Jomonsugi "Kagoshima, Japan"
The Jomonsugi (Jōmonsugi), the main attraction of Yakushima, is a giant cedar tree which scientists estimate to be 2000 to 7200 years old. Said to be the oldest tree in Japan, it dates to the Jomon Period from which it gets its name. It is not very tall, standing around 25 meters high, yet it has a massive trunk about 5 meters in diameter.
The Jomonsugi was probably first discovered hundreds of years ago by Edo Period loggers, and, like the other ancient cedars of Yakushima, it escaped logging due to its irregular shape. It was rediscovered in the 1960s and has since been protected along with the rest of Yakushima's forests when they became a national park.
Along the trail to the Jomonsugi you can see some of Yakushima's other famous trees including the Meotosugi, a pair of trees that resemble a husband and wife embracing; the Daiosugi (lit. Great King Cedar) one of the largest trees on the island; and Wilson's Stump, the hollowed out remains of a giant cedar felled nearly 300 years ago.
The hike takes about ten hours round trip, and you should leave before dawn in order to finish by sunset. The first part of the hike on the Anbo Trail runs along a seldom used railway that is flat and relatively easy. The second part on the Okabu Trail is a mixture of dirt footpaths, boardwalks and wooden steps, and is often steep.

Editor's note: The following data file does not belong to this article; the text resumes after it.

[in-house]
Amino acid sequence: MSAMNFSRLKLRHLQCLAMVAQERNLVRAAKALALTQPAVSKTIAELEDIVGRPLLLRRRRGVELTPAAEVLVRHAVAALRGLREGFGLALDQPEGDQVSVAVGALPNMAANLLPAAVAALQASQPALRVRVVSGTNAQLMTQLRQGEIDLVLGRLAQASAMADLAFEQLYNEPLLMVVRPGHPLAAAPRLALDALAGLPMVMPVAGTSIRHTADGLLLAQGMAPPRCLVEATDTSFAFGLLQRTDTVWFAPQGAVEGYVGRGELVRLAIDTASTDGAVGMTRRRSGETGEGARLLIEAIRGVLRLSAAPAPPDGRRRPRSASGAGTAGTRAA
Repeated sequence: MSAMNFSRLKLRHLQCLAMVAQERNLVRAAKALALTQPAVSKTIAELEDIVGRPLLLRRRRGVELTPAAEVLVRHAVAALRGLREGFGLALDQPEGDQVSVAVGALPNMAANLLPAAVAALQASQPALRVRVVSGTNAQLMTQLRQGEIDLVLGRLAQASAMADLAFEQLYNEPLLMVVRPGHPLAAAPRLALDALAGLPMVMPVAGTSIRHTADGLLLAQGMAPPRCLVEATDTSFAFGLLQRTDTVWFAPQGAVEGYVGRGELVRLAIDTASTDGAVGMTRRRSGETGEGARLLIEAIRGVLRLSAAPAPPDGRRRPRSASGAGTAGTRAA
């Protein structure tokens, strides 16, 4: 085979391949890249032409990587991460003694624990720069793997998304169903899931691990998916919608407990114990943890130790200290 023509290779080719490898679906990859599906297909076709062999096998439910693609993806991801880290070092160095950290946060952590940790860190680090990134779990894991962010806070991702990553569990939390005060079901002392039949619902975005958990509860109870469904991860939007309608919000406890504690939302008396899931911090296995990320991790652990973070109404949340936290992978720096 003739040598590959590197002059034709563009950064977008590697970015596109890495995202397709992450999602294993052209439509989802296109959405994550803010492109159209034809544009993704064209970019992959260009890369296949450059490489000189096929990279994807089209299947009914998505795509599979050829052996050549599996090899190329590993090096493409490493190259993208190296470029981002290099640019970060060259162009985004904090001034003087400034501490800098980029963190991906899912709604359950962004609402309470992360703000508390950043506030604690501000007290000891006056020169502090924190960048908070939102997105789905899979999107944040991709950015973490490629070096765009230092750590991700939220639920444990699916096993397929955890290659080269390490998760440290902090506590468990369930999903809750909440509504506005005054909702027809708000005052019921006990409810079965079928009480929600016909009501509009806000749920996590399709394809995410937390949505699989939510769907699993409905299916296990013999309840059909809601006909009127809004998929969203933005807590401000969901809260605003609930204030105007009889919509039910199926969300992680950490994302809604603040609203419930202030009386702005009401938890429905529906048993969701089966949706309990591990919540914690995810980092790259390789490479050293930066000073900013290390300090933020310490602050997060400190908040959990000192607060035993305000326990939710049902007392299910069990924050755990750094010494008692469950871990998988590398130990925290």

If you prefer a more leisurely pace you can stay overnight at Takatsuka Hut about 200 meters past the Jomonsugi. The newer and larger Shin Takatsuka hut is about 1 kilometer farther along the Miyanoura Trail. Overnight camping is only permitted at the huts, which are not staffed but have pit toilet facilities.
As with any hike, bringing the proper gear is essential. Good rain gear and hiking boots are highly recommended. You must bring your own food, toiletries, and plenty of water. Toilets and water are available at the trailhead, the entrance to Okabu Trail and by the Jomonsugi (toilets at Takatsuka Hut and water at the steps before the tree).
Japanese and English speaking guides are available although they are not required as the trails are well marked in English and Japanese. The guides do, however, provide lots of information about the history and ecology of the sights along the way.